What is the Lightroom Radial filter? How does it work? And what can it do for your photos?
I’m a huge fan of the Radial filter. Yes, it initially seems complicated, but it’s actually far easier to use than you might think. And it’s insanely handy; with a bit of Radial filter know-how, you can create vignettes, emphasize your main subjects, create beautiful sun flare, and so much more.
In this article, I offer everything you need to get started, including:
- Simple instructions for activating and applying the Radial filter
- When to use the filter when editing (and when to avoid it)
- Easy tips and tricks to improve your editing abilities
- Much more!
So if you’re ready to level up your photos with a bit of Radial filter magic, then let’s dive right in!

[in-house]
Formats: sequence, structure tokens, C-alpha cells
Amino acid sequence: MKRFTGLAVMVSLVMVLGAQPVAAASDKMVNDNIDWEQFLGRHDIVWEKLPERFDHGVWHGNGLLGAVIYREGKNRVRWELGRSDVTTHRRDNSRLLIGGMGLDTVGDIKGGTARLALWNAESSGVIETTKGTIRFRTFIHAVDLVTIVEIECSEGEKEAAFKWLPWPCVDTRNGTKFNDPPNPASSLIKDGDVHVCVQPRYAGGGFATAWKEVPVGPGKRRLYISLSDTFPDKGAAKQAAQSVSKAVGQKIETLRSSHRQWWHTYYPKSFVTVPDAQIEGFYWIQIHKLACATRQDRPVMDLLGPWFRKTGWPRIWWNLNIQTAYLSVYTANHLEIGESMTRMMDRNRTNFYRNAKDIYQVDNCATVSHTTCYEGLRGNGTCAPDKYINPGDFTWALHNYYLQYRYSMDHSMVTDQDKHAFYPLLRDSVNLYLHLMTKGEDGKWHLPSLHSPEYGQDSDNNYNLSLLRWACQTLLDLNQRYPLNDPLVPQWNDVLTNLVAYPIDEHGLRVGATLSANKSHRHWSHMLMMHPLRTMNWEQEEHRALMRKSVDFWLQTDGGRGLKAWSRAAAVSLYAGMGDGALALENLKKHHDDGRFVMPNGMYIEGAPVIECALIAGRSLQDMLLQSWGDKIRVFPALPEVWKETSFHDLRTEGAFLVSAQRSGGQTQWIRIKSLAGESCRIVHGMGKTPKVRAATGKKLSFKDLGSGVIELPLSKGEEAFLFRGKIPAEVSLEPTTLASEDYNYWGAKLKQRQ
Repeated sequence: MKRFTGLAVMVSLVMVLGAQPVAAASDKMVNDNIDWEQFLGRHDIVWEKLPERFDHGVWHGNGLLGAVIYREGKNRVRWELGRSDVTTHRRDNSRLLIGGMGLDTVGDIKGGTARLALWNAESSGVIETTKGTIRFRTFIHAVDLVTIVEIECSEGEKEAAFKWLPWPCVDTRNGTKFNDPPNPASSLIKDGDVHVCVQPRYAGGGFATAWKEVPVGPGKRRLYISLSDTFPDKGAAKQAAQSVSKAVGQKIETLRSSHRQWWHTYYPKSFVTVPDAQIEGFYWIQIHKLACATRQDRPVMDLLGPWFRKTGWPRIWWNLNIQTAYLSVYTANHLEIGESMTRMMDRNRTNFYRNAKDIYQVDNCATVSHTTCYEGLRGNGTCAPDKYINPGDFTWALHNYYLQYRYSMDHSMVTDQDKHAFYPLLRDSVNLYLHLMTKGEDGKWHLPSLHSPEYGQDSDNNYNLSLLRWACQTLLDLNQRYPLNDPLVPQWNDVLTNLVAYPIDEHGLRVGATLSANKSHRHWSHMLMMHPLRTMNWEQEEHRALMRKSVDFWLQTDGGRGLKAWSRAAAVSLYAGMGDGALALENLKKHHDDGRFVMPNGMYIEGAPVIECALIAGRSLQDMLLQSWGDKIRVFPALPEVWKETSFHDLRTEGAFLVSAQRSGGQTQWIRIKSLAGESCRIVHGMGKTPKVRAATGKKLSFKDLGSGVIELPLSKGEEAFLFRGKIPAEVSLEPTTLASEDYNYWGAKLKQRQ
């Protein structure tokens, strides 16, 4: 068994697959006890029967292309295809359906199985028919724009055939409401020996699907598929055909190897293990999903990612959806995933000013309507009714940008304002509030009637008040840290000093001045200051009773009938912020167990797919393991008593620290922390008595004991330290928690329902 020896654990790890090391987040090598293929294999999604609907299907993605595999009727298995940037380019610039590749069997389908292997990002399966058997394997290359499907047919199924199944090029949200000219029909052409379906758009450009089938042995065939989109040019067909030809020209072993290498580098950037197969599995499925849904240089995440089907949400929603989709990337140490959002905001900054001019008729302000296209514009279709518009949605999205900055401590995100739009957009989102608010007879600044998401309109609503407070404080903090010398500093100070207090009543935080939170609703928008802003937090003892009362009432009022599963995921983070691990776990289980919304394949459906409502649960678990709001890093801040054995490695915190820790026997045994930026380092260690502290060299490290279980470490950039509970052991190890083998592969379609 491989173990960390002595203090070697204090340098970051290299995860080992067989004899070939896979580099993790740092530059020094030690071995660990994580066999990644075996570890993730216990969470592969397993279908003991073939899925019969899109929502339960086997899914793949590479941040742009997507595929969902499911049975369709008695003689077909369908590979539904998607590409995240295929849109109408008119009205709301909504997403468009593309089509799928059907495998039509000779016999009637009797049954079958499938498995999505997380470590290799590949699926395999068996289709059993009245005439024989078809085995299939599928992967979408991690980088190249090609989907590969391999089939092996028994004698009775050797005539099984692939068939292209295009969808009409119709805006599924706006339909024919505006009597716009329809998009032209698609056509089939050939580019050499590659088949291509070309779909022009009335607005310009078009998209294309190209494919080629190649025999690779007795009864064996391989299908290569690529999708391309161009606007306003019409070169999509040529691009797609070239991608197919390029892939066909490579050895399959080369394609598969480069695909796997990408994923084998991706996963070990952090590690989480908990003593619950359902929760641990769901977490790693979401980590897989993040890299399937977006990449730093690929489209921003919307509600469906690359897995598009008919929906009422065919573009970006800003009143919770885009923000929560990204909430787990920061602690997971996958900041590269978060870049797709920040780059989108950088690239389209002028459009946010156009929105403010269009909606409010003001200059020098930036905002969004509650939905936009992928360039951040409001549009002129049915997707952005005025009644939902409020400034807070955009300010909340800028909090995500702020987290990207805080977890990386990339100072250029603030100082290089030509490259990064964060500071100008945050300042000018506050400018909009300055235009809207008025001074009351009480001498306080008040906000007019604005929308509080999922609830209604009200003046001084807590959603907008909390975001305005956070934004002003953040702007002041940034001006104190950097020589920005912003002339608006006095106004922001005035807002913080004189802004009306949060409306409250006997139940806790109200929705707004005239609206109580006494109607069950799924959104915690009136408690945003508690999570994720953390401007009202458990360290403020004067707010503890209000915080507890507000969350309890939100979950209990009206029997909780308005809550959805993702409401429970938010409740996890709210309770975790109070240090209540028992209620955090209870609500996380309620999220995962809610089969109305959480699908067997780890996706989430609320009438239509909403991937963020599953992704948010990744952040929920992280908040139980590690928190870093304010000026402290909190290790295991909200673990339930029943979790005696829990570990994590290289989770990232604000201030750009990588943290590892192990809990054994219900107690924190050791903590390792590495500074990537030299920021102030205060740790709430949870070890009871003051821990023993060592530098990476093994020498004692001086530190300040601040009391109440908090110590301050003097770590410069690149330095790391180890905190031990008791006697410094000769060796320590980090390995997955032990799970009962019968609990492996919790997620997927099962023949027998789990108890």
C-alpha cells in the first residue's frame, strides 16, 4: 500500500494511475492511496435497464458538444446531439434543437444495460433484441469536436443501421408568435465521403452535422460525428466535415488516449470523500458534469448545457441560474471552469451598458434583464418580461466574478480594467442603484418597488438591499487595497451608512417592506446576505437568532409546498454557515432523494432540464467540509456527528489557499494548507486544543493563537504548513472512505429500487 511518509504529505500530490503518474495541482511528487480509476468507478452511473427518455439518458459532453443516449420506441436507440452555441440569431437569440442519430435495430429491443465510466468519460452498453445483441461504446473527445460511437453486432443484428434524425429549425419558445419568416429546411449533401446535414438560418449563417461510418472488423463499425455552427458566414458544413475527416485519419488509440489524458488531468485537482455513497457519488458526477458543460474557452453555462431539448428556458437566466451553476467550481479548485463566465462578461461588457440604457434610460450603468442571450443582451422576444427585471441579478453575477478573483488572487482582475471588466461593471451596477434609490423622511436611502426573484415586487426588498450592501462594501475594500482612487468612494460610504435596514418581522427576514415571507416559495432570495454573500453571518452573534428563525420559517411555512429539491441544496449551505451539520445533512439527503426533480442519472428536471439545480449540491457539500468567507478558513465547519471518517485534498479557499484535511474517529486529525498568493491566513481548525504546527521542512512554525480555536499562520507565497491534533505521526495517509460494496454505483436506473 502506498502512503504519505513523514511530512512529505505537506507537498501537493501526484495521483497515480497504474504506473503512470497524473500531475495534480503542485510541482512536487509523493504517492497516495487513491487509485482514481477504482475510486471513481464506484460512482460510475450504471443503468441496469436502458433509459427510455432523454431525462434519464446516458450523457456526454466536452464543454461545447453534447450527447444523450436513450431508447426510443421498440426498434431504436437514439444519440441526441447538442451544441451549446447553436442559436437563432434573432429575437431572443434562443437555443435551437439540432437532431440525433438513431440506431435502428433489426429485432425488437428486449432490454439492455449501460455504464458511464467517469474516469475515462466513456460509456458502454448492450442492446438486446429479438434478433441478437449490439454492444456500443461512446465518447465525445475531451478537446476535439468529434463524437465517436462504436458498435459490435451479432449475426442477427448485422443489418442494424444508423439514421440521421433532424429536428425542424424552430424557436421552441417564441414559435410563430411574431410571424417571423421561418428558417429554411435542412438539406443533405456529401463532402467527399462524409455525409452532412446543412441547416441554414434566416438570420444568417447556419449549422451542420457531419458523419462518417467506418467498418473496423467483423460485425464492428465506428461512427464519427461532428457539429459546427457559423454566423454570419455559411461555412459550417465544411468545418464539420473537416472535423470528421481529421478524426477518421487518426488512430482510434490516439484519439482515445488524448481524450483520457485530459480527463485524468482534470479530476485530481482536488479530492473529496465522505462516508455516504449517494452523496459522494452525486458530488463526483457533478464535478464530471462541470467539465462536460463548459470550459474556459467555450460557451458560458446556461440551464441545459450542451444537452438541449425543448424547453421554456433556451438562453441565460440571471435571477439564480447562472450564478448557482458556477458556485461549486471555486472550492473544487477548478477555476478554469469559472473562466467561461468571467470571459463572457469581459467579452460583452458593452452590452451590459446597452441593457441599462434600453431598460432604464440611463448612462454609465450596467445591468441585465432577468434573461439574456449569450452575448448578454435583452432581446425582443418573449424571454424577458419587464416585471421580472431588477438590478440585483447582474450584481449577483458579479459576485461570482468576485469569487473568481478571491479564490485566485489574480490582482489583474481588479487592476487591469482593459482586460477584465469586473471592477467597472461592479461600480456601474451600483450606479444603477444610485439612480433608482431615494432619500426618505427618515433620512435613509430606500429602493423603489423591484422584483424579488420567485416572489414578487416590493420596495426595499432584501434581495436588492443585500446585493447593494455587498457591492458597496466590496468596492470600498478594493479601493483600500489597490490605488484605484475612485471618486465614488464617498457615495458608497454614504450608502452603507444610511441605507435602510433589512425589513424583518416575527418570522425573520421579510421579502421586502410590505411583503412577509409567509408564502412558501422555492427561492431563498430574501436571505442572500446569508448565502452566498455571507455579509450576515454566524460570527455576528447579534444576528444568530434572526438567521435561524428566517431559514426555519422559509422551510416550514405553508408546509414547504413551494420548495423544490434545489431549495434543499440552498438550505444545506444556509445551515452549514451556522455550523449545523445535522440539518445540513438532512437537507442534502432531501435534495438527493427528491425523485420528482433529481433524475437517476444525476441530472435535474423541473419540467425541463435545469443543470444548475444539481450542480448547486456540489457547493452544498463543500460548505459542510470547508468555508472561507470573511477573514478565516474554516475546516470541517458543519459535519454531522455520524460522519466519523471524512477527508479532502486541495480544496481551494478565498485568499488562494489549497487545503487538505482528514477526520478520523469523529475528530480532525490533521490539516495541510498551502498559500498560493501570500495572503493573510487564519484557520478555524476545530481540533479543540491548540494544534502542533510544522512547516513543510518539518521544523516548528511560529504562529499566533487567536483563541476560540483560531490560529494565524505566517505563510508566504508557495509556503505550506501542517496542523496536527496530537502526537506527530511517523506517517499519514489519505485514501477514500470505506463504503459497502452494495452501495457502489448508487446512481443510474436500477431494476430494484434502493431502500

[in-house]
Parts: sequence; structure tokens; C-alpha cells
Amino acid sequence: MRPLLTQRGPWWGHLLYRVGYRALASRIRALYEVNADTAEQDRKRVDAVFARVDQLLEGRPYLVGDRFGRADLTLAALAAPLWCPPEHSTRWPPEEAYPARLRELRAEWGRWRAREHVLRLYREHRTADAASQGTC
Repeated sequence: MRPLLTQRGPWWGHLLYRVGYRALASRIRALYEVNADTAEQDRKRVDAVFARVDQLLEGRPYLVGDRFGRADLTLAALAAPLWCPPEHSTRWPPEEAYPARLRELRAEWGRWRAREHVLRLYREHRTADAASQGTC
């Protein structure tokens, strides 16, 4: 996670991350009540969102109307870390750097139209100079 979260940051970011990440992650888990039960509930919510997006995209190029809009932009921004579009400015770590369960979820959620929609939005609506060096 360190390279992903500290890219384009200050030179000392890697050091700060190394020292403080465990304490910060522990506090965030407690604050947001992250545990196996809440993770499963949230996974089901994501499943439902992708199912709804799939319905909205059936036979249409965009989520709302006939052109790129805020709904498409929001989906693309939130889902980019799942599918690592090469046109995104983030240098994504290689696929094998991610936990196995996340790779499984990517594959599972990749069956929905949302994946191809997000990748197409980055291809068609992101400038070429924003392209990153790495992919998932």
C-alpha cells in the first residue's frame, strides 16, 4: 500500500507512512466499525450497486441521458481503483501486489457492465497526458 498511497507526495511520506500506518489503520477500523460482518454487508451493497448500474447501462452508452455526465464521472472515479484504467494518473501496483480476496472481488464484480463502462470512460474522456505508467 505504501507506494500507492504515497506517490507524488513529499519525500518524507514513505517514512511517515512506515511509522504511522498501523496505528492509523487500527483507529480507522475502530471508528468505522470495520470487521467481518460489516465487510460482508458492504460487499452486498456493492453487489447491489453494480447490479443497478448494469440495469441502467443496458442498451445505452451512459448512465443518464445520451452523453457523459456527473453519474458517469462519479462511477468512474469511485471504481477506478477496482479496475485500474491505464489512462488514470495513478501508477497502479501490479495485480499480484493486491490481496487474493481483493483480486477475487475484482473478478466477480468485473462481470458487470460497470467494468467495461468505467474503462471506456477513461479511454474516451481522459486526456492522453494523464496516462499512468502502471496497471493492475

What is the Lightroom Radial filter?
The Radial filter, also known as the Radial Gradient mask, allows you to apply adjustments to only portions of your photos. It restricts edits to a circular or elliptical shape:
For instance, you can use the Radial filter to brighten up the center of your image:
Or you can use the Radial filter to darken the edges (as I explore in the tips section below).
But Radial filters aren’t limited to broad tonal adjustments. You can also apply sharpening, adjust white balance, or even alter colors – all within the Radial filter’s curved boundary.
When might this be useful? Keep reading:
When should you use a Radial filter?